Bet you didn’t know that no less than 13 states share a land or water border with Canada, far and away America’s largest trading partner. Along the world’s longest unprotected border sit major international crossing points, ports, and cities of all sizes. In almost all cases, these border states have suffered meaningful population loss in the wake of Covid-19 and pandemic-era border restrictions.
The average northern border state is down about -.50% in net population since the start of 2019. Vermont, New York and Alaska are hardest hit, while only North Dakota and Idaho recorded a net gain, with neither state registering much cross border traffic flow.
Detroit, home to America’s busiest border crossing, was down about -.50% since 2019. That top-line number isn’t too bad until you realize that Detroit was actually slightly net positive for population flow in 2020, before plummeting in the last 18 months. So, while the baseline measurement is in line with other cities, the rate of acceleration of decline since 2021 — about -.80% — is more concerning.
Buffalo has a different story to tell. A mid-sized border city like Detroit, Buffalo has been growing since 2020 (about +3.4%) and seems to have weathered Covid pretty well. Farther west, in Washington State, the nearest major city to multiple international border crossings is Seattle, where population flow is also negative at -.60%. That rate of decline isn’t getting worse so far in 2022, but it’s not showing signs of getting any better, either. To the south, at the Mexican border, things are muddled.
BY CONTRAST: THE SOUTHERN BORDER
PROXIMITY & POPULATION GROWTH
Four states border Mexico, providing 48 border crossing points: California, Arizona, New Mexico and Texas. Two states (CA, NM) are declining, two (AZ, TX) are growing, and most do a little worse in terms of net population growth the closer you get to the Mexican border.
Earlier, we discussed how San Diego was down, but much of the rest of the southern end of California (about 10 counties) is growing in population. That’s far different than at the northern end of the state where decline is very much the norm.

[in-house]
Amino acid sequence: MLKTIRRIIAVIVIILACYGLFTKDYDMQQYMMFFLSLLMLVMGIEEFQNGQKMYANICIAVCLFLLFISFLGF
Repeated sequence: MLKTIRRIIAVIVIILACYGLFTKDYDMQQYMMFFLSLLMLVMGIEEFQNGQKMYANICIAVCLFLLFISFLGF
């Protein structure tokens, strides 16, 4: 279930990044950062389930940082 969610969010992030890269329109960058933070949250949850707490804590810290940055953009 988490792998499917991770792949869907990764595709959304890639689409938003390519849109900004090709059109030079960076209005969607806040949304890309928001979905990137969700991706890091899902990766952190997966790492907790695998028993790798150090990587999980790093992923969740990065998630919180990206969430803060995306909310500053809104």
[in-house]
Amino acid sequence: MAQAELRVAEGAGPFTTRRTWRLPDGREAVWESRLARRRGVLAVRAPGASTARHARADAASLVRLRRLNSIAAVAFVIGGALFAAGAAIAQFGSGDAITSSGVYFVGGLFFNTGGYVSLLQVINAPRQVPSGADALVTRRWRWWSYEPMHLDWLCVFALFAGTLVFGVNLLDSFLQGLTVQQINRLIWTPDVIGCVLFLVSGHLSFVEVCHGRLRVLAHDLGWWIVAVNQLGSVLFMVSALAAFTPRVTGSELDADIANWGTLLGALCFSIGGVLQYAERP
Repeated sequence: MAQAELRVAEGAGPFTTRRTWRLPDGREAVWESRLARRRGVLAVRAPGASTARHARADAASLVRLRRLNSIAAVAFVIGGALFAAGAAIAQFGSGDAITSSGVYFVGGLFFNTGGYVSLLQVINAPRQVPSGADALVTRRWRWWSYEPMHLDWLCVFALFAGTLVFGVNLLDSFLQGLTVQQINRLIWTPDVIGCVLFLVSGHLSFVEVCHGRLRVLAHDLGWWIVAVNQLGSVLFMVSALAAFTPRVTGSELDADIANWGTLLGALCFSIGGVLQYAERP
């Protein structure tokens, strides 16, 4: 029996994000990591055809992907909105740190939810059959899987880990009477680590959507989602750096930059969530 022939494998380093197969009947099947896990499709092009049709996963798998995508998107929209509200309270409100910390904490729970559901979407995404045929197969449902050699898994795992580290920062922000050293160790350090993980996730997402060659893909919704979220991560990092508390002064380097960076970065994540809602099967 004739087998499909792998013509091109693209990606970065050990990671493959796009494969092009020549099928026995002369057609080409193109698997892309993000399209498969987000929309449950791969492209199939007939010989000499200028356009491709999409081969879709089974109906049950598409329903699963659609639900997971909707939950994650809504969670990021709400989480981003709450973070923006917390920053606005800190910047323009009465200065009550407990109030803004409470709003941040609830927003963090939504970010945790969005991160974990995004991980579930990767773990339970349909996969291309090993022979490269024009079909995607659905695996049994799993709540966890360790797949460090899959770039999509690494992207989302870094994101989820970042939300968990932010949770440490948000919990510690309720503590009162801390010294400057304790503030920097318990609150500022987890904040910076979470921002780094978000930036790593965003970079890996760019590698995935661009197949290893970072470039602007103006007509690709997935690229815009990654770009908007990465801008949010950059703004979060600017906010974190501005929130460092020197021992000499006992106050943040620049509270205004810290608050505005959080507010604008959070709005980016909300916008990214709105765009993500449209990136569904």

In Arizona, Maricopa County, home to Phoenix, is up about +.65%. That’s a little below state average but comparatively strong for the host to such a locally dominant urban area.
Texas we discussed a little earlier, though it’s worth noting that El Paso — right on the Mexico border — bucks the statewide growth trend with a loss of about -1.5% of population between the start of 2019 and mid 2022.
Finally, New Mexico, with its three border crossing points, is down about 1.4%, based largely on decline in Albuquerque.
So, while the border to the north is mostly experiencing negative growth, some southern border states and cities are faring well, indicating perhaps that population depletion risk is greater go-forward in the north, than to the south.
While west coast population flow seems to be moving generally inland, away from the coast, there exists multiple clusters of counties just outlying urban areas that exhibit growth. Likewise, while the exodus from the Bay Area is real, so is the population growth around Phoenix, in Arizona’s most populous county.
The center of the U.S. is growing, if slowly. Viewed from above, there is a pillar of strength representing net population flow and, as a result, growing economic strength. While Oklahoma is the net leader, it’s Texas grabbing headlines for recording positive population growth in three of the state’s four largest cities.
It’s tough to pick a loser in the southeast states. Everybody knows Florida’s tale of expanding populations, and it’s no shock that South Carolina, which is quite literally at the crossroads of trade, is also doing well. Lesser appreciated is the boom in Alabama, which, like Texas, recorded growth in three of its four largest cities.
On the opposite end of the spectrum, the northeast is contracting uniformly, led by a tremendous plunge in population in major city centers, most notably, New York City. That said, the tide of population flow shows signs of turning mid-way through 2022 in downtown New York, but with a malingering recession, there's no guarantee that trend will continue.
Nearly all states along the Canadian border have seen a reduction in population since the start of 2019. The heaviest period of negative net flow began in 2020 and is bracketed by the reopening of the border to normal traffic.
On the southern border, there is a mixed bag of weakness and strength that seems somehow correlated to relative distance to the border and the volume of border crossing traffic. Understanding this correlation will take more research.
This report scratches the surface of what Unacast’s Migration Patterns dataset can tell us about changes in population flow in the United States. Schedule a meeting with one of our data experts to learn more or request a free data sample to get started.